Testing like it or not is now mainstream, just about every version of visual studio 2010 has the ability to run native Microsoft unit tests, and there is a plethora of unit testing frameworks out there to choice from for those who don’t like the Microsoft “way”. So there is really no escape, and as we move towards automated rollouts, and a defined build cycle, the requirement to “prove” that the code works has moved from being nice to have being a strict required!
TDD is a technique, which along with traditional design methods and programming patterns, help the developer produce well structured, encapsulated code, which is easy to maintain and extend. TDD on its own will not create great code, but it is the corner stone on which great code is written, One of upshots of working in the TDD way is that the time spend debugging is reduced, after writing code there is no debugging time, which can over a project lifespan save a considerable amount of time, and money.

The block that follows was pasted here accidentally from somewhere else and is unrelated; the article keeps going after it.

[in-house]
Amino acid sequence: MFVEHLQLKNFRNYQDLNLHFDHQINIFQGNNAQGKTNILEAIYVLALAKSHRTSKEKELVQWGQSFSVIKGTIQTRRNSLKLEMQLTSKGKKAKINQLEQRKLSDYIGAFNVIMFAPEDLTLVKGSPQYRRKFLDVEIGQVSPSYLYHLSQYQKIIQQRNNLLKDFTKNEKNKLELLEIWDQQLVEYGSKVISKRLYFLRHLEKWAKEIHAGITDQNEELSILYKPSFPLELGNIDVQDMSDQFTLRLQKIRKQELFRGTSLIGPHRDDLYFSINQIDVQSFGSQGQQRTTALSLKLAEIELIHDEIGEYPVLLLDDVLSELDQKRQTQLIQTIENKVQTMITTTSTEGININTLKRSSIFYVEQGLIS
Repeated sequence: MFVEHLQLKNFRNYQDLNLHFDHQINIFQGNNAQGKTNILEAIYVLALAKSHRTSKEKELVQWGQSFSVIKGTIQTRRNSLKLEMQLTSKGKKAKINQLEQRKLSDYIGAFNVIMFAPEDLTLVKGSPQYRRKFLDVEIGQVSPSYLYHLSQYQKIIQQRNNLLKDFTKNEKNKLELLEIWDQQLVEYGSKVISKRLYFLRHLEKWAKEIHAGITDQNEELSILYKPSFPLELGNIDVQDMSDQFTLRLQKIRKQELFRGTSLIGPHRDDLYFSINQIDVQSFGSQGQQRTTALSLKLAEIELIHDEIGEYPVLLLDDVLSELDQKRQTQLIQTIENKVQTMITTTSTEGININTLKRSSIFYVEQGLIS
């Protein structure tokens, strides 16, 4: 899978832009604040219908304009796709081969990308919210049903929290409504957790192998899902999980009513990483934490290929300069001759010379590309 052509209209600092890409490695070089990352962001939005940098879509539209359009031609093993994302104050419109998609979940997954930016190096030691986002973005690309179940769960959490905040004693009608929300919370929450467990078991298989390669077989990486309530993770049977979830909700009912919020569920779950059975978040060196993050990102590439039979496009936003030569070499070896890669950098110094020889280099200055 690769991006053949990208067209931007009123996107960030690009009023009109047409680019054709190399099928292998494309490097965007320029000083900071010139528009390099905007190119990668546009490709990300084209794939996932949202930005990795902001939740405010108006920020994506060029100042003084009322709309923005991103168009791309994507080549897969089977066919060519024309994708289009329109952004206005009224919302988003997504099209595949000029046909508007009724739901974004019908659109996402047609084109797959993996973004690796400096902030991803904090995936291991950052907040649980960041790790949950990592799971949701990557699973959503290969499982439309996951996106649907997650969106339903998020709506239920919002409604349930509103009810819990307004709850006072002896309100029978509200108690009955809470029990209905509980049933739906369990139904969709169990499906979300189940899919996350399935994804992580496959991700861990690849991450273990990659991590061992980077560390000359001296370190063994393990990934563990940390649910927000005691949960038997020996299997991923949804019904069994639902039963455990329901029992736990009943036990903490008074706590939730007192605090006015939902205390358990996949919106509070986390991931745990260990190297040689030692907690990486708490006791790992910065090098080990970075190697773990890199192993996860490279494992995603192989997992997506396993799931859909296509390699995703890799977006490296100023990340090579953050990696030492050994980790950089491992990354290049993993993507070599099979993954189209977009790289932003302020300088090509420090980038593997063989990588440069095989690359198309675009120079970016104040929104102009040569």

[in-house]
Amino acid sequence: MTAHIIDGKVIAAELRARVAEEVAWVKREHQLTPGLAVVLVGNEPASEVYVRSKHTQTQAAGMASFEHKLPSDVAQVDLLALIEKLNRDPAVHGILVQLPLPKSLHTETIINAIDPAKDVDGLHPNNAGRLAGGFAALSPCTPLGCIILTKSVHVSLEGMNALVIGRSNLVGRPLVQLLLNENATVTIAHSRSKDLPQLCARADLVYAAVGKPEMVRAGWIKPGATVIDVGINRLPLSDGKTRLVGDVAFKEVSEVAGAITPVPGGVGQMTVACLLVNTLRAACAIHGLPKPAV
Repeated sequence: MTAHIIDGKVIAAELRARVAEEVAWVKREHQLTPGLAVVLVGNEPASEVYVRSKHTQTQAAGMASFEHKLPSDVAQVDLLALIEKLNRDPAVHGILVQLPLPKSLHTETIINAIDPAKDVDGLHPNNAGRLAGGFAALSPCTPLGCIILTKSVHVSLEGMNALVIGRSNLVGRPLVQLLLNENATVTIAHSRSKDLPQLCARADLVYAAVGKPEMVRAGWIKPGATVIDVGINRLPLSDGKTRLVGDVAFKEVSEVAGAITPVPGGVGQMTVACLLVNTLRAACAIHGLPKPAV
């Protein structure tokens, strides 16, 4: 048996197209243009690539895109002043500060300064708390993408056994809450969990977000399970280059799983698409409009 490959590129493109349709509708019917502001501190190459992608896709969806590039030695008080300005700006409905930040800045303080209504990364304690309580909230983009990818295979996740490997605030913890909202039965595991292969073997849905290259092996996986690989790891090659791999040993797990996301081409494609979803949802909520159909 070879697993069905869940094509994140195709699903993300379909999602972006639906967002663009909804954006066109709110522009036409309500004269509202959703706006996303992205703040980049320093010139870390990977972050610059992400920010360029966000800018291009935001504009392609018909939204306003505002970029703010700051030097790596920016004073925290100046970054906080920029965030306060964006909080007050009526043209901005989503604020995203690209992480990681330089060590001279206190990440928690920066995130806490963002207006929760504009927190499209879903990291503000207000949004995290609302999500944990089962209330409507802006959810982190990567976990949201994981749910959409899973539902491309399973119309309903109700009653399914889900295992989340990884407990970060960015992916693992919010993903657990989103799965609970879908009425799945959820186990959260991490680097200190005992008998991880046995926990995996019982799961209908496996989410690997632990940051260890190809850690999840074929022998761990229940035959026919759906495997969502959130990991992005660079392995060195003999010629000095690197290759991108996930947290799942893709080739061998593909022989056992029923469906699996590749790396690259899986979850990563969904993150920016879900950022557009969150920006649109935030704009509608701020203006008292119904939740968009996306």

TDD is based on three simple rules, which lead to the programmer too writing code in a tight loop between the test class and the production code.
Rule 1: You are not allowed to write any production code, unless it is to make a failing test pass.
Rule 2: You are not allowed to write any more of unit test code than is sufficient to fail, and not compiling is failing.
Rule 3: You are not allowed to write any more production code than is sufficient to pass the one failing test
This is not easy (nothing worthwhile ever is!), So like any skill to be effective it must be practiced, and that is what the code kata’s are about, these are simple small programming problems, where the solution is easy to arrive at, but the process of repeating the kata trains the muscles to that you instinctively start coding by writing the test first, and building from there.
Next time some code examples!